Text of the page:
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Friday, January 24, 2020

Power elite used land sale to give themselves a new New Delhi

3 acres sold to hotel for Rs 610 crore; Rs 523 crore used on New Moti Bagh.

Written by Ruhi Bhasin | New Delhi | Published: May 13, 2013 4:32:06 am

Delhi’s power elite have a new address in New Moti Bagh,a gated complex complete with Lutyens-inspired bungalows,manicured lawns,smooth roads,multi-storey apartment blocks,a club house,a market area with ATMs,Mother Dairy and Safal outlets,even a play school.

But few know that this residential complex,spread over 123 acres and home to state ministers,judges,secretaries and joint secretaries,has been built from proceeds of the sale of three acres of government land to the Leela Palace hotel in Chanakyapuri in 2007.

The sale fetched Rs 610 crore for the Ministry of Urban Development. From this kitty,Rs 523 crore was spent on development of this residential complex,a new home for top bureaucrats.

The National Buildings Construction Corporation Ltd (NBCC),a Government of India enterprise responsible for the construction of the complex,says one acre of land still remains and it hopes to commercially exploit this to make more money.

The NBCC maintains that this “redevelopment” was necessary to tide over the shortage of housing for government employees. What it does not say is that this complex is meant only for top officials while the middle and lower-level employees continue to feel the brunt of the shortage of government accommodation in the Capital.

R K Aggarwal,General Manager (Engineer),NBCC,said: “Earlier this land had 72 Central Public Works Department (CPWD) flats,CPWD stores and towers of the Airports Authority of India. We clubbed the land together. To come up with a self-sustaining financial model,we sold land to Leela Hotel so that the government would not have to spend anything on the redevelopment project.”

A spokesperson for the Ministry of Urban Development said the sale of land was carried out after necessary approval from the Cabinet. “Land can be sold as per applicable rules. But the funds have to be utilised for the same project,” the spokesperson said.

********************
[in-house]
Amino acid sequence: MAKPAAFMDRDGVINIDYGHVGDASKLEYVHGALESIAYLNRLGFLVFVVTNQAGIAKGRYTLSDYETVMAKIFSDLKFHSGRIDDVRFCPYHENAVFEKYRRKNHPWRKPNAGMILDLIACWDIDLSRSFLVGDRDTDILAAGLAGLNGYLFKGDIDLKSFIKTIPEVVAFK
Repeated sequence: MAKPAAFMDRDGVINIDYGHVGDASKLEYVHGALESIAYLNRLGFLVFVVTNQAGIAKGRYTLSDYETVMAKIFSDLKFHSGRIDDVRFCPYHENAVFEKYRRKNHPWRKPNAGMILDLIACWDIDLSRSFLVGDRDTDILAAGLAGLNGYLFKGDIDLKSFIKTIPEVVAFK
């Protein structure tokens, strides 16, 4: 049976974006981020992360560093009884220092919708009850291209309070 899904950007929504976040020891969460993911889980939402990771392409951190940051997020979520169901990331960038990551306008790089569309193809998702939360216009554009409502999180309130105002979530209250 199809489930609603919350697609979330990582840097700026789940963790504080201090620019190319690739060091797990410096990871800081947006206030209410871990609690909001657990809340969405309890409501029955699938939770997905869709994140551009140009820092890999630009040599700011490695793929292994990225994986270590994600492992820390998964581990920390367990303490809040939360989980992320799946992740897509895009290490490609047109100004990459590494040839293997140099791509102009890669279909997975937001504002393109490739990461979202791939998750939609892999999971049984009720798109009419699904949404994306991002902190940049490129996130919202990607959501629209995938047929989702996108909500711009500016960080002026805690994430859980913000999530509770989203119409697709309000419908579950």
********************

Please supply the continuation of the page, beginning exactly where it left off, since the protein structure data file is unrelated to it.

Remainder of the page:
But CPWD officials,who did not wish to be named,said the original “redevelopment” proposal sent to the Cabinet mentioned sale of 15 acres. When it was sent for vetting to the CPWD,the department raised objections. “The CPWD raised objections on the sale of 15 acres of government land and undervaluation. The objections were studied and another proposal was sent for Cabinet approval. Under this,only four acres was to be sold and the value of the land was looked into again,” an official said.

The complex has been built over 123 acres — around 110 acres house 492 Type VI,VII,VIII accommodations. Around 500 flats for the economically weaker sections were supposed to be part of the project. The NBCC claims that the servant quarters attached to all accommodations and one-room flats constructed for other domestic helps and drivers of the officials make up for the EWS housing they are supposed to provide.

“A separate housing complex for the EWS category has been constructed outside the New Moti Bagh residential complex for domestic helps/drivers of government employees. These one-bedroom flats are given out only to domestic helps/drivers of the government employees,” Aggarwal said.

Work on the project started in 2007 and was completed in 2012. A special maintenance cell works round the clock within the complex to address complaints regarding water shortage,power cuts and other problems.

The one-acre of land that is still unused will be sold for further commercial use. Anoop Kumar Mittal,Director (Projects),NBCC,said: “There are 10 towers of 8-10 storeys each. These have 376 flats that were allotted from 2010 onward. These Type VI flats have a master bedroom,two other bedrooms,study,dining/drawing rooms,modular kitchen and a servant quarter.”

“There are 102 Type VII duplex bungalows. Each has an office,drawing/dining rooms,family lounge,two bedrooms on the ground floor and two on the first floor,a puja room and a study besides servant rooms. The biggest bungalows are the 18 Type VIII which have almost the same facilities but more bedrooms and servant rooms,’’ Mittal said.

There is so much space to spare that one underground parking area has been closed because there is no use for it — most cars are parked at the stilt level.

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